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Film stock

Film stocks are specific types of photographic film used to shoot, copy, or print a movie.

There are several variables in classifying stocks; in practice, one orders raw stock by a code number.

A piece of film consists of a light-sensitive emulsion applied to a tough, transparent base. Originally cellulose nitrate, which is extraordinarily inflammable, was used. In the mid-thirties, film manufacturers introduced "safety film" with a cellulose triacetate plastic base. All amateur film stocks were safety film, but the use of nitrate persisted for professional releases. Kodak discontinued the manufacture of nitrate base in 1951, and the industry transitioned entirely to safety film in 1951 in the United States and by 1955 internationally. Since the 1980s a growing number of films have used polyester film stock.

Film chemistry may produce either a positive or negative image. Camera films that produce a positive image are known as reversal films. But since negative films are much more commonly used, there are terms based on the steps needed to produce a viewable finished print; one speaks of negatives and positives. Obviously there are color and black and white stocks.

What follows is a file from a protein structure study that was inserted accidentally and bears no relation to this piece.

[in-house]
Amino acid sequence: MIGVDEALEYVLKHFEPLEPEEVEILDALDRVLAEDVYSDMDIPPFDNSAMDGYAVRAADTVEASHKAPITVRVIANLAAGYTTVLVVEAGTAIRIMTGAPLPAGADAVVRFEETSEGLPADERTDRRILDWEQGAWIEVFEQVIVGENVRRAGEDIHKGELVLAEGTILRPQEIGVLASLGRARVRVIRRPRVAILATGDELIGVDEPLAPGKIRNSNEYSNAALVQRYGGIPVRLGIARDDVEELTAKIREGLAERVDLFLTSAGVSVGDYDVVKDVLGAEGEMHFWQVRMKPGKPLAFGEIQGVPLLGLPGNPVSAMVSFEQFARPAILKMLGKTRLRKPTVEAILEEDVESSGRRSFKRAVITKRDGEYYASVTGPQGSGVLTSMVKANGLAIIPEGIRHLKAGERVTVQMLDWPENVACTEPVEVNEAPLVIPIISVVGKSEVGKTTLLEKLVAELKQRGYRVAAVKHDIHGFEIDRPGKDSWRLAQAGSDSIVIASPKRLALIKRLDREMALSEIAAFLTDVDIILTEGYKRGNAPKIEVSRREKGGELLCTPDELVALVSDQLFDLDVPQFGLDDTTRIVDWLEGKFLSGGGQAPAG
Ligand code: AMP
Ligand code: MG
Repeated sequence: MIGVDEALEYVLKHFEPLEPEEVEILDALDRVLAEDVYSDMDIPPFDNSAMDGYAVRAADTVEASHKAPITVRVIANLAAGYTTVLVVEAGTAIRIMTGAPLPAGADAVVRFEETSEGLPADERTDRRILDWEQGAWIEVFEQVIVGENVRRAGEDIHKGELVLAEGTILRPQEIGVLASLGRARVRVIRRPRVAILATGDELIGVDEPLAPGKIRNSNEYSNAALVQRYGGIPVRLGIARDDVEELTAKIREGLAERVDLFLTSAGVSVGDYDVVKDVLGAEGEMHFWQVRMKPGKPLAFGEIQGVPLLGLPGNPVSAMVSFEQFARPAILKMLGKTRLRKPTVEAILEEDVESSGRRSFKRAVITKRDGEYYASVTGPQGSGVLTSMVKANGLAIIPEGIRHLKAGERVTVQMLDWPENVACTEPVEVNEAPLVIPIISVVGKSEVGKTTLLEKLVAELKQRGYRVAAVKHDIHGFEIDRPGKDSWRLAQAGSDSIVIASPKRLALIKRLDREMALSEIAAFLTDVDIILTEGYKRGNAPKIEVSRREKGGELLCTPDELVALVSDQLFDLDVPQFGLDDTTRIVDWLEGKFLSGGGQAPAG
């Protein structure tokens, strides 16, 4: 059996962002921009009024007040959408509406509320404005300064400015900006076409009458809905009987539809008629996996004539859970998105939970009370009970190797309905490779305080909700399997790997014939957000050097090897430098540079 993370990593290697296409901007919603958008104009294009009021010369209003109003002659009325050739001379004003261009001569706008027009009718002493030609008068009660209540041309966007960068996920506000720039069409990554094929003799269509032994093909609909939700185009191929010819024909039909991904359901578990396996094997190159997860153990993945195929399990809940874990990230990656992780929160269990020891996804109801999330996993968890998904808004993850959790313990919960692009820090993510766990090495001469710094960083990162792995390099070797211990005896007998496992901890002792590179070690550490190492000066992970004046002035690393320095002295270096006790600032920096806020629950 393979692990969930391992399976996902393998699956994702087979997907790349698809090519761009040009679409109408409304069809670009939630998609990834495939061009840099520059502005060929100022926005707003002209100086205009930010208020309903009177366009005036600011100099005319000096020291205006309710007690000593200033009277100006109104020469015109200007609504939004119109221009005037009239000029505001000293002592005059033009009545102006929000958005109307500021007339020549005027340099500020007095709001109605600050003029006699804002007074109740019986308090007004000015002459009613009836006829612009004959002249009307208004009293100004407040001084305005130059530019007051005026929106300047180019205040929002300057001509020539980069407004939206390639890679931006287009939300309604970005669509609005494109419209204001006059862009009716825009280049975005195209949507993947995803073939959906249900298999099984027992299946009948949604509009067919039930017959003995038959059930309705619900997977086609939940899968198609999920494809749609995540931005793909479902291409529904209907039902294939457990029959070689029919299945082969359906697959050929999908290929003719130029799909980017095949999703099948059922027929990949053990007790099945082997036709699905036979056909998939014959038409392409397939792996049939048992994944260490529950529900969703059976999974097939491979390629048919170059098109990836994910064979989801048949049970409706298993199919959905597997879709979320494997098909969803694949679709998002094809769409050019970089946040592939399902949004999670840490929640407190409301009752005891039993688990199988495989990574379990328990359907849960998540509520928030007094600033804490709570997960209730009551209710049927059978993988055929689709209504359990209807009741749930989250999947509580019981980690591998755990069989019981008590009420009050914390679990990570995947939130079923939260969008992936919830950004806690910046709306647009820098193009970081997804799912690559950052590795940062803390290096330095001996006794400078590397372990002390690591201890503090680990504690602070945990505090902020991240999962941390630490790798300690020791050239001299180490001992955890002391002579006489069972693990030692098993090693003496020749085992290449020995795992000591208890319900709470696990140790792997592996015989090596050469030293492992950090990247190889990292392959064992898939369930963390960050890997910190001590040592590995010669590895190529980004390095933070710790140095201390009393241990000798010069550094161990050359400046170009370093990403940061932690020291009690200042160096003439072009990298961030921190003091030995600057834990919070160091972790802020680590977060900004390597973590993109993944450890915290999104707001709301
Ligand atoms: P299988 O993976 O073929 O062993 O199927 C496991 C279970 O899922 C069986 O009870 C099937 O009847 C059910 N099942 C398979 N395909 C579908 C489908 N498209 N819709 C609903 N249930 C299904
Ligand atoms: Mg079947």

Film is also classified according to its width and the arrangement of its sprocket holes--a range of gauges from 8mm to 70mm or more, single-perf or double-perf configurations.

Another critical property of a stock is its film speed, or sensitivity to light. Speed determines the range of lighting conditions under which the film can be shot, and is related to granularity and contrast, which influence the look of the image.

Motion picture film is known to be a highly unstable medium: improperly preserved film can deteriorate in a period of time much faster than many photographs or other visual presentations. Owners of home-made films often find that their film can become brittle and unwatchable in the space of a few years. Decaying film stock gives off an odor similar to that of vinegar, which is why film buffs often refer to such decaying as the "vinegar effect."

Finally, one should mention the distinction between camera stocks and print stocks. It is possible to transfer video images to film stocks that can be developed and printed in the normal manner. Theater performances have been preserved that way for many years--the 1964 New York production of Hamlet with Richard Burton, for example, was shot on video and printed as a film that was released in movie theaters (See also: Kinescope). Digital video equipment has made this approach easier, and certain movies such as Timecode (2000) have been produced that way.

See also Film format, Film preservation